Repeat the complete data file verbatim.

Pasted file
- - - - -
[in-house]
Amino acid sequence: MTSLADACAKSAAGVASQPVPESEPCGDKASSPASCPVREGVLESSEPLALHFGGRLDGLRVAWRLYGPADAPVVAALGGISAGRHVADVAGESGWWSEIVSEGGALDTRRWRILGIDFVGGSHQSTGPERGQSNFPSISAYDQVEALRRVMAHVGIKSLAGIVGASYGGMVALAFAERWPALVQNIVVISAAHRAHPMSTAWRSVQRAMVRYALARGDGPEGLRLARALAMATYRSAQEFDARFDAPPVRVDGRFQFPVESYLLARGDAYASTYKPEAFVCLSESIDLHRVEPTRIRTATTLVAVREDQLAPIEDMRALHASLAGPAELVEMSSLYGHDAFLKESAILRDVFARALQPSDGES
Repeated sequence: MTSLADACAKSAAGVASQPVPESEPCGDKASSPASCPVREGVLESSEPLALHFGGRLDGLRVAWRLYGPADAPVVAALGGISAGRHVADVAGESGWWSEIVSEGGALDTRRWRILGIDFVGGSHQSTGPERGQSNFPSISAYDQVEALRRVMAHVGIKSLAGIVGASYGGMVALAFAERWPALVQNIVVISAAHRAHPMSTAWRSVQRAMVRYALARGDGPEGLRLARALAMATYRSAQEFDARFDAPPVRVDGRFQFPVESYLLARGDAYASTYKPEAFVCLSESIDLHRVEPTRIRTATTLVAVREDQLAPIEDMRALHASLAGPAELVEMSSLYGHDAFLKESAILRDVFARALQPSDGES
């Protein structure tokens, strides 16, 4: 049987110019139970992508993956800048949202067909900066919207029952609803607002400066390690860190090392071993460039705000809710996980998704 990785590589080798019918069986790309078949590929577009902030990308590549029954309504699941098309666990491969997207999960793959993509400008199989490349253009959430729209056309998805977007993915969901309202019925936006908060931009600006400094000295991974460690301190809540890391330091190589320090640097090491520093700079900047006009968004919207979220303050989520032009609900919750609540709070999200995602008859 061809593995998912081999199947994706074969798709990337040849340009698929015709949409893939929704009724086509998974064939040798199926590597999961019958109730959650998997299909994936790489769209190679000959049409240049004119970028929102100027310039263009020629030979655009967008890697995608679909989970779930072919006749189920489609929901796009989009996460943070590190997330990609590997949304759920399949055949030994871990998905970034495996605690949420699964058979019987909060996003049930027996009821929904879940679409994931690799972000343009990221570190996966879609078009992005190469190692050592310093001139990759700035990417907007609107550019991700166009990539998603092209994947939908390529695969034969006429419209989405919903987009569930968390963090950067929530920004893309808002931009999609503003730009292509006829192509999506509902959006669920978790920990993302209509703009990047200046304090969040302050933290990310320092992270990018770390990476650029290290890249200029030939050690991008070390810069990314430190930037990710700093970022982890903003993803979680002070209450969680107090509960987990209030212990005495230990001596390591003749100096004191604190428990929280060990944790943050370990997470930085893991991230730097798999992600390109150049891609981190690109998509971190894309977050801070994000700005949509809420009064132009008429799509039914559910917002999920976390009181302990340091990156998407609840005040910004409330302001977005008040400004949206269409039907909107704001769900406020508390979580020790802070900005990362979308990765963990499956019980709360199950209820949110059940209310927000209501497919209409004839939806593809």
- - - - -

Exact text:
[in-house]
Amino acid sequence: MTSLADACAKSAAGVASQPVPESEPCGDKASSPASCPVREGVLESSEPLALHFGGRLDGLRVAWRLYGPADAPVVAALGGISAGRHVADVAGESGWWSEIVSEGGALDTRRWRILGIDFVGGSHQSTGPERGQSNFPSISAYDQVEALRRVMAHVGIKSLAGIVGASYGGMVALAFAERWPALVQNIVVISAAHRAHPMSTAWRSVQRAMVRYALARGDGPEGLRLARALAMATYRSAQEFDARFDAPPVRVDGRFQFPVESYLLARGDAYASTYKPEAFVCLSESIDLHRVEPTRIRTATTLVAVREDQLAPIEDMRALHASLAGPAELVEMSSLYGHDAFLKESAILRDVFARALQPSDGES
Repeated sequence: MTSLADACAKSAAGVASQPVPESEPCGDKASSPASCPVREGVLESSEPLALHFGGRLDGLRVAWRLYGPADAPVVAALGGISAGRHVADVAGESGWWSEIVSEGGALDTRRWRILGIDFVGGSHQSTGPERGQSNFPSISAYDQVEALRRVMAHVGIKSLAGIVGASYGGMVALAFAERWPALVQNIVVISAAHRAHPMSTAWRSVQRAMVRYALARGDGPEGLRLARALAMATYRSAQEFDARFDAPPVRVDGRFQFPVESYLLARGDAYASTYKPEAFVCLSESIDLHRVEPTRIRTATTLVAVREDQLAPIEDMRALHASLAGPAELVEMSSLYGHDAFLKESAILRDVFARALQPSDGES
């Protein structure tokens, strides 16, 4: 049987110019139970992508993956800048949202067909900066919207029952609803607002400066390690860190090392071993460039705000809710996980998704 990785590589080798019918069986790309078949590929577009902030990308590549029954309504699941098309666990491969997207999960793959993509400008199989490349253009959430729209056309998805977007993915969901309202019925936006908060931009600006400094000295991974460690301190809540890391330091190589320090640097090491520093700079900047006009968004919207979220303050989520032009609900919750609540709070999200995602008859 061809593995998912081999199947994706074969798709990337040849340009698929015709949409893939929704009724086509998974064939040798199926590597999961019958109730959650998997299909994936790489769209190679000959049409240049004119970028929102100027310039263009020629030979655009967008890697995608679909989970779930072919006749189920489609929901796009989009996460943070590190997330990609590997949304759920399949055949030994871990998905970034495996605690949420699964058979019987909060996003049930027996009821929904879940679409994931690799972000343009990221570190996966879609078009992005190469190692050592310093001139990759700035990417907007609107550019991700166009990539998603092209994947939908390529695969034969006429419209989405919903987009569930968390963090950067929530920004893309808002931009999609503003730009292509006829192509999506509902959006669920978790920990993302209509703009990047200046304090969040302050933290990310320092992270990018770390990476650029290290890249200029030939050690991008070390810069990314430190930037990710700093970022982890903003993803979680002070209450969680107090509960987990209030212990005495230990001596390591003749100096004191604190428990929280060990944790943050370990997470930085893991991230730097798999992600390109150049891609981190690109998509971190894309977050801070994000700005949509809420009064132009008429799509039914559910917002999920976390009181302990340091990156998407609840005040910004409330302001977005008040400004949206269409039907909107704001769900406020508390979580020790802070900005990362979308990765963990499956019980709360199950209820949110059940209310927000209501497919209409004839939806593809």